There are many different types of fabric printing methods, and they all yield different results. The type of textile printing used is often based on a number of considerations, from print runs, to durability. We have pulled together some of the most popular, or most commonly used methods, and explained them below.
This one is pretty much what it says it is. A stamp is created, and that is then used to imprint onto the fabric. Similar to making potato stamps when you were a child, to create beautiful paintings. Your design is cut into the stamp, which is then dipped into the ink and using even pressure, you transfer this from the stamp onto your textile. Although we’ve come a long way from potato stamping, the level of detail that you can get from stamp printing is limited, so this is not suitable for the more intricate designs.
- No need for machines
- Design is always exact
- Great for small runs
- Cost effective
- Not very detailed
- Can’t make large quantities
- Only one design per stamp
- Quality is inconsistent
Another method is using transfer paper. This is a specialist paper which can be bought from most stationers, as well as craft shops and even some supermarkets. You can use a standard household printer to print your design onto the transfer paper, which you can then print onto your chosen fabric by using a standard, household steam iron. This can be upscaled and done professionally on larger runs however it will leave a shiny film or surface texture on your fabric. It is not a permanent method of fabric printing as it can crack and peel with multiple washes, and often fades.
- Can print with standard printer
- No specialist equipment needed
- Great for small runs
- Easy to print and transfer
- Leaves a surface texture/film
- Transfers are single use
- Peels, cracks and fades
- Can suffer from low resolutions
As we move towards the other end of the scale, we start to see methods which are used more and more commonly within the professional world of textile printing. Silkscreen printing is most common within the business. This method of printing uses a stencil and a nylon mesh to create the print design. A material which is waterproof will be used to block out the spaces that you want your design to appear on, and then those blocked out spaces are flooded with ink. Due to the way that this method is carried out, you can only use one colour for each screen, however, it does produce fantastic replications.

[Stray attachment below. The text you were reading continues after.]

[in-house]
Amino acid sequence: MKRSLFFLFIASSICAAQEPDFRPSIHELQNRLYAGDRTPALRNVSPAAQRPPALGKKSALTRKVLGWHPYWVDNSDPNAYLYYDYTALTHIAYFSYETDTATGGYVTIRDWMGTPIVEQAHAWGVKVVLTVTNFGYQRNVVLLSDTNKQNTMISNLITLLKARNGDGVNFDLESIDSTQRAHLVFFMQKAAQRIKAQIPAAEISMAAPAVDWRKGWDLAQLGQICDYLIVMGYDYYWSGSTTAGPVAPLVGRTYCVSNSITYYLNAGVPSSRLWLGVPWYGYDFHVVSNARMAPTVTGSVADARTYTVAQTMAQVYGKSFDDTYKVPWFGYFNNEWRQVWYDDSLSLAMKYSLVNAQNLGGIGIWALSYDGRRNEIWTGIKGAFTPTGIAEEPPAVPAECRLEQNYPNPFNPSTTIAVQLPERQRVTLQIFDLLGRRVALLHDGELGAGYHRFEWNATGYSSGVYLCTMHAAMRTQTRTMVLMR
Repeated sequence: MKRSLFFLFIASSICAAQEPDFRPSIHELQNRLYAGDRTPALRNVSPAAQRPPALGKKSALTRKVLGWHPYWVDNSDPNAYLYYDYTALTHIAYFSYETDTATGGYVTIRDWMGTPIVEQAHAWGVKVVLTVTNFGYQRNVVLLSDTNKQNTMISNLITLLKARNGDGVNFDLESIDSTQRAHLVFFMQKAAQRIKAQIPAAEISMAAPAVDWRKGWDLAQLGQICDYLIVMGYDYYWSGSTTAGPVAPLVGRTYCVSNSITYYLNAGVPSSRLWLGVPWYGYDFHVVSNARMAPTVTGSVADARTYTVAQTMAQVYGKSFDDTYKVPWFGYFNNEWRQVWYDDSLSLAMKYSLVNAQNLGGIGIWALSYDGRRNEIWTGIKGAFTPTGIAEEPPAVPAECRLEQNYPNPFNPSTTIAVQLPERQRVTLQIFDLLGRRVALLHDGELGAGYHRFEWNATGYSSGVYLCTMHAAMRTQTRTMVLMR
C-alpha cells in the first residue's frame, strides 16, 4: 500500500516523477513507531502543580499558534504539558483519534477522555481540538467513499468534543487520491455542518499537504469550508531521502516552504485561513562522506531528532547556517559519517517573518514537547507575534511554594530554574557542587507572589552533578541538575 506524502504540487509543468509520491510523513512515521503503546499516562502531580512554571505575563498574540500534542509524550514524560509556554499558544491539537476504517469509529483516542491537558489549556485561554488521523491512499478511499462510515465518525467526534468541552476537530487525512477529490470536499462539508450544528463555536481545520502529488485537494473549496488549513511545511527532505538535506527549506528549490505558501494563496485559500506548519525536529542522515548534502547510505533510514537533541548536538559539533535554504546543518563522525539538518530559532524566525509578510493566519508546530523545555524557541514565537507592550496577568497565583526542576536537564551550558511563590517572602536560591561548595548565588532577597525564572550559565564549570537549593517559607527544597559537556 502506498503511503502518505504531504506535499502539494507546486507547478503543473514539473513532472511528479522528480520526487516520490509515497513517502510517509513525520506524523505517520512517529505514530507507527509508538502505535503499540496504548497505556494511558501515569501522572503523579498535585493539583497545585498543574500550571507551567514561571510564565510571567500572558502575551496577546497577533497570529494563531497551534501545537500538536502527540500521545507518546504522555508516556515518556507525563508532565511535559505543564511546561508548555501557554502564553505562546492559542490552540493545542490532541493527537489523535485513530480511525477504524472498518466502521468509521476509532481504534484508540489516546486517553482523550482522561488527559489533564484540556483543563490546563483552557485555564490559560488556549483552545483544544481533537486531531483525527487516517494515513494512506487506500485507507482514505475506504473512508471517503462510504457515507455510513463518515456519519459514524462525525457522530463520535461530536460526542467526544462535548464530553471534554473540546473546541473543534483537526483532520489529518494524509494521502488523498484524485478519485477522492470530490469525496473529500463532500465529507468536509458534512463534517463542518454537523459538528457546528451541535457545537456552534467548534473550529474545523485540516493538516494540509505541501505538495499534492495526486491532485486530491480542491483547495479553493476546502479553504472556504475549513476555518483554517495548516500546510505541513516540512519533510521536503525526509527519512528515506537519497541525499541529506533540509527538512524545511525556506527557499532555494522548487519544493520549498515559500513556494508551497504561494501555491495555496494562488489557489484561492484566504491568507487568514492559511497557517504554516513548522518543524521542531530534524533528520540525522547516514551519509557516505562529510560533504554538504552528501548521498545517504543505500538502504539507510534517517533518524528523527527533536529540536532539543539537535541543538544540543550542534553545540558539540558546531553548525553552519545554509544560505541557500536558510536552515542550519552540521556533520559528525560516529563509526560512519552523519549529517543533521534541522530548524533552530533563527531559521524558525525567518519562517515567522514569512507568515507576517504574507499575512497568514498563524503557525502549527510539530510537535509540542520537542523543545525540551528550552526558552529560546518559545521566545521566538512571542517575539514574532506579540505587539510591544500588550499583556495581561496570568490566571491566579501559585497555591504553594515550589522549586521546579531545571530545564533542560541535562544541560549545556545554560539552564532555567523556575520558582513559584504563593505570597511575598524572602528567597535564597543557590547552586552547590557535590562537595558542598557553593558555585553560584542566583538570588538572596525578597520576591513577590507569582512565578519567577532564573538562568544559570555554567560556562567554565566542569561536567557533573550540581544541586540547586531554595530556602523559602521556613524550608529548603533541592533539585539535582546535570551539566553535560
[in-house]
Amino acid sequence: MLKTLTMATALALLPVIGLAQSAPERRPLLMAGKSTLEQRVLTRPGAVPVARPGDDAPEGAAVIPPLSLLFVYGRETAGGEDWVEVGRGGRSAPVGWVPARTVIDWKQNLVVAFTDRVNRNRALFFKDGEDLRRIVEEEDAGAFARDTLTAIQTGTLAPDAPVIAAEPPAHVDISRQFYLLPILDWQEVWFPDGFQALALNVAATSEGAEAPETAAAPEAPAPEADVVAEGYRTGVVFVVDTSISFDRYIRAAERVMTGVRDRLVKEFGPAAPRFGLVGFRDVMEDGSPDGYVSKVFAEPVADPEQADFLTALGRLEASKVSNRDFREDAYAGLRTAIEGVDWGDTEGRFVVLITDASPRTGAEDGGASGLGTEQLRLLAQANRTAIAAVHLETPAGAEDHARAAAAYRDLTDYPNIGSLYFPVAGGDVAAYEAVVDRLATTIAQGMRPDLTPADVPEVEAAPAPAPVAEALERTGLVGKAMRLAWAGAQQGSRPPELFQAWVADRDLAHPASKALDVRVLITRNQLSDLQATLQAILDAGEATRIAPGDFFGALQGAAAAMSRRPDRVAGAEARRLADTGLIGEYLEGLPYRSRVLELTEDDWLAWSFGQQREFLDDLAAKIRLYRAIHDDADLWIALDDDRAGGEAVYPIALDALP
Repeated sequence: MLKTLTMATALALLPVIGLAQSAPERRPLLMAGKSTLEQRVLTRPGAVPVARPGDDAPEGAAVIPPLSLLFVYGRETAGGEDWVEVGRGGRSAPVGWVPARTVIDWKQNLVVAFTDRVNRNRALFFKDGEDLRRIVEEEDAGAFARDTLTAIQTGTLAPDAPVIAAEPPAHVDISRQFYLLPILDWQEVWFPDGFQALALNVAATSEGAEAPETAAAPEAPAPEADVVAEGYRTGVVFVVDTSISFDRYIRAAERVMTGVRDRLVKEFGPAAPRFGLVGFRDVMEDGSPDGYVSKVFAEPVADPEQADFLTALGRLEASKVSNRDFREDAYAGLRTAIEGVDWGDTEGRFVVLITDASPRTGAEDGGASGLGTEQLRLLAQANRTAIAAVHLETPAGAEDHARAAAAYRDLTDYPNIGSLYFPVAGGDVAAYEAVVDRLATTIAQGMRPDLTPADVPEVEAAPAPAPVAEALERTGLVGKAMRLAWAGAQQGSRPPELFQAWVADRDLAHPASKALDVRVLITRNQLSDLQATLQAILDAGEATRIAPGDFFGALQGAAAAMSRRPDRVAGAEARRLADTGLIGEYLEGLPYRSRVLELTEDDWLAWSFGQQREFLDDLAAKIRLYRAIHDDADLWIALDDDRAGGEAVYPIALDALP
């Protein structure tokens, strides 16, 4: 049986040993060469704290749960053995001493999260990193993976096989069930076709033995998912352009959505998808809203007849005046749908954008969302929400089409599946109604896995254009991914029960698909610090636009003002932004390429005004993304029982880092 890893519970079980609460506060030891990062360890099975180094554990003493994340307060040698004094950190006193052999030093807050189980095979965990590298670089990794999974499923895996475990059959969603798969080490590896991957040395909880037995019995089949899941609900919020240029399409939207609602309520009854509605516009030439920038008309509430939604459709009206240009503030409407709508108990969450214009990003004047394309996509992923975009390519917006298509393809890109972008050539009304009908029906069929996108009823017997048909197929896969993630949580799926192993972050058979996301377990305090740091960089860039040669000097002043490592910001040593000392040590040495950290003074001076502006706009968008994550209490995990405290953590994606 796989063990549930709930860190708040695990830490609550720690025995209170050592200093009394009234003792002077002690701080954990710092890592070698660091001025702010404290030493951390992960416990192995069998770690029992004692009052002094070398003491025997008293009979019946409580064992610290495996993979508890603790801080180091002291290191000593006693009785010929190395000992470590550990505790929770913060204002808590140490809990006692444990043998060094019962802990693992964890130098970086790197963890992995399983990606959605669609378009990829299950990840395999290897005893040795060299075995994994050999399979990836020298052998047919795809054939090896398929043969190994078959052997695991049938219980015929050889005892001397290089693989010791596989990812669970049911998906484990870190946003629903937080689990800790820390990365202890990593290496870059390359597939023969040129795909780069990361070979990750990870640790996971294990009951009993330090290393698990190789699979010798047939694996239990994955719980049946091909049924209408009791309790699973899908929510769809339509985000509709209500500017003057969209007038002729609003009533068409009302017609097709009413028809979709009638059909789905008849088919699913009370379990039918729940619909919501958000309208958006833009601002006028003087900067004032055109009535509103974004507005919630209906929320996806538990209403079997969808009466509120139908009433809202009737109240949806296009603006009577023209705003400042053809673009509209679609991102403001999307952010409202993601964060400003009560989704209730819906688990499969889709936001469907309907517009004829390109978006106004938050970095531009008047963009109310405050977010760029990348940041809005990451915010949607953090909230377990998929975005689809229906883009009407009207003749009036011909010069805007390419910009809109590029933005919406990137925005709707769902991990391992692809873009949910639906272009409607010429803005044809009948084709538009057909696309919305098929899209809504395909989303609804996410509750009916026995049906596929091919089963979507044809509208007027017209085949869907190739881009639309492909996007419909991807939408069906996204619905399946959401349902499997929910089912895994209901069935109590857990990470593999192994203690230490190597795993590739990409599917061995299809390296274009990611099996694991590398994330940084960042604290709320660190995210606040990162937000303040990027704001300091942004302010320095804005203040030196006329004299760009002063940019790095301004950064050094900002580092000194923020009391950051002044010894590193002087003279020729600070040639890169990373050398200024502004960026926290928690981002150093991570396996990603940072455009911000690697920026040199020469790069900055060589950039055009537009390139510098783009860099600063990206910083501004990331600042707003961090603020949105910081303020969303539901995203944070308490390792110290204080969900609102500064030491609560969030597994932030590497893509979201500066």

- Amazing image reproductions
- Long lasting
- Ideal for sharp edges and solid blocks of colour
- Cost effective for large runs
- One colour per screen – not ideal for multi-coloured designs
- Very labour intensive, impractical for small runs
- Not great for photos/graduating colours
- Creates a lot of waste
This is a multi-step process which produces some of the best results of all the printing methods. Designs are printed onto a thermal transfer paper, known as dye sublimation paper. This is then used to create the print on the fabric. Both heat and pressure are used to permanently bond the inks to the fibres of the fabric. This leaves your fabric as soft as it was before it was printed on. The deep infusion technique penetrates specialist water-based inks deep into the textile, which makes your print permanent. Perfect for intricate details as well as colours.
- Amazing image reproduction that is permanent
- Leaves no texture or residue on the fabric at all
- Eco-friendly, water based inks dont fade or peel
- Suitable for all size print runs
- Not for use on natural fabrics, only on poly textiles
- Requires specialist equipment and dyes
- More expensive printing method
- Requires in-depth knowledge and experience
Pigment printing is one of the most popular printing techniques for use on cellulose fibres, making them ideal for use on natural fabrics. It is one of the printing methods which can be used on synthetic materials as well, which makes it pretty versatile. It is a localised technique which involves applying the dyes to the part of the fabric that you want your design to be seen. This is done over and over and slowly builds up the colour.
- Bright printing with permanent colour
- Easy to do, good colour matching
- Cost effective, no high end machinery
- High-speed printing technique
- Not applied directly to the fabric
- Uses binders which leave a coating on the textile
- Colour lessens when repeatedly used over the same material
- Dye sits on top of the fibres rather than embeds
Reactive printing is another of the heat activated printing methods. It is done by pre-coating the fabrics and then and using a binder (similar to that of pigment printing) and a printing additive. It prints a dye or wax onto the fabric, and the heat reaction permanently bonds the image to the textile. Put simply, it is similar to coating the fabric with the design and then steaming it to create a reaction which bonds the design to the material.
- Creates a chemical bond between the ink and fabric fibres
- Works amazingly well on natural textiles
- Wash-fast and rub-fast
- Outstanding colour vibrancy
- Requires pre-treatment
- Also requires post-treatment
- Not particularly easy to carry out
- Not the most cost-effective printing method